EFT Therapy—Also Known as Tapping Therapy—Can Help With PTSD and Stress
For centuries, people have believed in the power of human hands to heal. Just think about the sense of calm a hug or even a hand on your shoulder can bring when you’re upset. In recent years, psychologists have been studying the effects of tapping, or Emotional Freedom Technique (also known as EFT), a self-help therapy introduced in the 1990s to reduce stress. Today it’s used to help treat victims of trauma, PTSD, anxiety, and stress. Here, Vivian Morgan, L.C.P.C., clinical professional counselor and founder of True Balance Counseling Collective in Towson, MD, “taps” into the therapy.
First, can you explain what trauma is?
Trauma is an emotional fight-or-flight response to a stressful event (such as a natural disaster or a bad divorce) that you’re not able to cope with. Afterward, the same physiological effects may be triggered by specific stimuli, including scents or sounds associated with the event, and can interfere with relationships and daily functioning.
So, how exactly does EFT tapping work?
Similar to acupuncture, tapping uses certain acupressure points—including the top of the head, above the eyebrows, and alongside the eyes—that have high-density nerve endings. Following their therapist’s guidance, a client will tap points with their fingers, five to 10 times, in a sequence. Research using brain scans shows that tapping sends a signal to the amygdala, at the base of the brain, letting the person know they’re safe, which calms the nervous system. In fact, a 2019 study found that a tapping workshop lowered PTSD symptoms by 32% and cortisol by 37%.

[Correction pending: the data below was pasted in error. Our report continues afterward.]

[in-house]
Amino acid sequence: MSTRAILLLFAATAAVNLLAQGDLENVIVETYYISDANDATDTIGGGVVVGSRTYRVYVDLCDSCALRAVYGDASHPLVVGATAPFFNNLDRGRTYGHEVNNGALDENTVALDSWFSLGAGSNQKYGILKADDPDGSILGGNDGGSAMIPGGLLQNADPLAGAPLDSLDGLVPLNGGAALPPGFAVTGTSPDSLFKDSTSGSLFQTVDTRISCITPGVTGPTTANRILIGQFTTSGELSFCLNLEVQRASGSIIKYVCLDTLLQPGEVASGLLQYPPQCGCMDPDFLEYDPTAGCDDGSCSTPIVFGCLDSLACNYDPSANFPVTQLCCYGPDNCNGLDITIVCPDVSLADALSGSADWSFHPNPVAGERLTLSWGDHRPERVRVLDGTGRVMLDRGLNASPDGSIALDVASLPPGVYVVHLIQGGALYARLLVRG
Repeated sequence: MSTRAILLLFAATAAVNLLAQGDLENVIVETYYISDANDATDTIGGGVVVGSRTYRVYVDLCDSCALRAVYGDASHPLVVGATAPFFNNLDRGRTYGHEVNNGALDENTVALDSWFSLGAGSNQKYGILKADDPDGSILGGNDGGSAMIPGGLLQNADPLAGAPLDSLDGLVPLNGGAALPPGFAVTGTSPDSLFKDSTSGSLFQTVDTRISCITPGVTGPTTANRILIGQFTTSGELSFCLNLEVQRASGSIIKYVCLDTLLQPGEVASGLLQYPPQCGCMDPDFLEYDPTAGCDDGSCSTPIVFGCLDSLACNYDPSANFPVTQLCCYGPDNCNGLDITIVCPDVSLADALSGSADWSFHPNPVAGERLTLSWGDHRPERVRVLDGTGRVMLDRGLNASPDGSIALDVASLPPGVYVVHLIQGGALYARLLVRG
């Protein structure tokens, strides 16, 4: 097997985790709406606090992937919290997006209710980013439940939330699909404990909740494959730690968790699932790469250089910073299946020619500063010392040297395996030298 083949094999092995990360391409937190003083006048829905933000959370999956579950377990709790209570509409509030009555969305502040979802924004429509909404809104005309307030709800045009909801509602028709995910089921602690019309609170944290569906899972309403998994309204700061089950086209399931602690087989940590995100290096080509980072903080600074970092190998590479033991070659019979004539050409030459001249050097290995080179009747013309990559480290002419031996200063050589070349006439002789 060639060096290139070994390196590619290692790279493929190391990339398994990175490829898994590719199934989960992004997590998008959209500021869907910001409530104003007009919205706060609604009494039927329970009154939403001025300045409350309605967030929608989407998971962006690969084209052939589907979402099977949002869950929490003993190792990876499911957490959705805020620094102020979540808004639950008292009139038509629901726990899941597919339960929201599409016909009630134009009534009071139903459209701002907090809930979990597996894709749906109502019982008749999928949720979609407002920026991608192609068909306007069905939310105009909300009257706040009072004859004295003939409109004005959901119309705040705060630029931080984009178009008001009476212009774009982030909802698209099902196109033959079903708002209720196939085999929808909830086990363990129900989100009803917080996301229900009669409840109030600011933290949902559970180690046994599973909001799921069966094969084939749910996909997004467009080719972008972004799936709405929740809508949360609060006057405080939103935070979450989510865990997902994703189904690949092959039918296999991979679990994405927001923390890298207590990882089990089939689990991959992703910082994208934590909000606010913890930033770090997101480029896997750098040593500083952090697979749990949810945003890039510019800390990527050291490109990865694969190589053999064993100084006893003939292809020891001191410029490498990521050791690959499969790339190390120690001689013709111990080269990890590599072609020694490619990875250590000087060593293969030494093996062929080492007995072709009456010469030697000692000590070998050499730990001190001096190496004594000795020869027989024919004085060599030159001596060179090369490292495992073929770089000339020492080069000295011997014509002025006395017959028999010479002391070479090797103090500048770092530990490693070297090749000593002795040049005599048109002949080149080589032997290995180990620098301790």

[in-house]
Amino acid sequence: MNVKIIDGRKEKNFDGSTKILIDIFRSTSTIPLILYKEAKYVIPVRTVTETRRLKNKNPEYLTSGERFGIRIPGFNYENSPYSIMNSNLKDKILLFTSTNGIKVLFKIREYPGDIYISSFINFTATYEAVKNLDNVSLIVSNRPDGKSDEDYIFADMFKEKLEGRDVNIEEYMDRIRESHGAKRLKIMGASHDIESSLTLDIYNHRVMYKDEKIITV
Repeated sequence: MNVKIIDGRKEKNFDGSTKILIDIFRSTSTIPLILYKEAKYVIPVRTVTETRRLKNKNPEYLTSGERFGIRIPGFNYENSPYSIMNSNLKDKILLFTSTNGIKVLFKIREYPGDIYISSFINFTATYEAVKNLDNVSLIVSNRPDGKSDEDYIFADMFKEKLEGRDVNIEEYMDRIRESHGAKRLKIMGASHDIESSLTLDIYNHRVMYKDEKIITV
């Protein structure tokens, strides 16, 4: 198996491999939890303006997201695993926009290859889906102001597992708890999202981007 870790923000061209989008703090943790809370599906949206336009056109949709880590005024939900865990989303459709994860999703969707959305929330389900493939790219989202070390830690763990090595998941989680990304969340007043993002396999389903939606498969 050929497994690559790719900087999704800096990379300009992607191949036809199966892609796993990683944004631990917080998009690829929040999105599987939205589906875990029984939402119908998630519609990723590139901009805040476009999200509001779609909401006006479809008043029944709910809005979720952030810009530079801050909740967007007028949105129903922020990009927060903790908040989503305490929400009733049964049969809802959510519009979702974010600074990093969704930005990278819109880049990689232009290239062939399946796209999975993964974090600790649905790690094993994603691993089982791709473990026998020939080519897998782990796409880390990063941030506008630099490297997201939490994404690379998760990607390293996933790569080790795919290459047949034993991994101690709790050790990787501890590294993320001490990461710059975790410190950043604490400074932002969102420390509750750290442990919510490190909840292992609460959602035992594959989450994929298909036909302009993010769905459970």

How does a therapist introduce tapping?
At the start of a session, the client explains the triggering event and their level of stress (from zero to 10), and the therapist guides them to a summary statement. For example, a war veteran who hears a car backfire might be triggered and experience a flashback. In the session, they can visit aspects of the event and say, “Even though I feel frightened at a level eight, I still deeply and completely accept myself.” The client will repeat this a few times while tapping the sides of the hand, then repeat shorter phrases, like “this fear,” while tapping nine other access points. Eventually they can learn to calm their nervous system by doing this themselves whenever they are triggered. This is important, because when we’re in defensive fight-or-flight mode we can’t think clearly, but when we are calm we can problem-solve.
Does tapping work without the guided statements?
Yes, but the statements help tie the tapping exercise to specific events—such as the car backfiring—so it can be used in real-life scenarios. If someone has had a traumatic event, it’s best to practice EFT with an experienced therapist.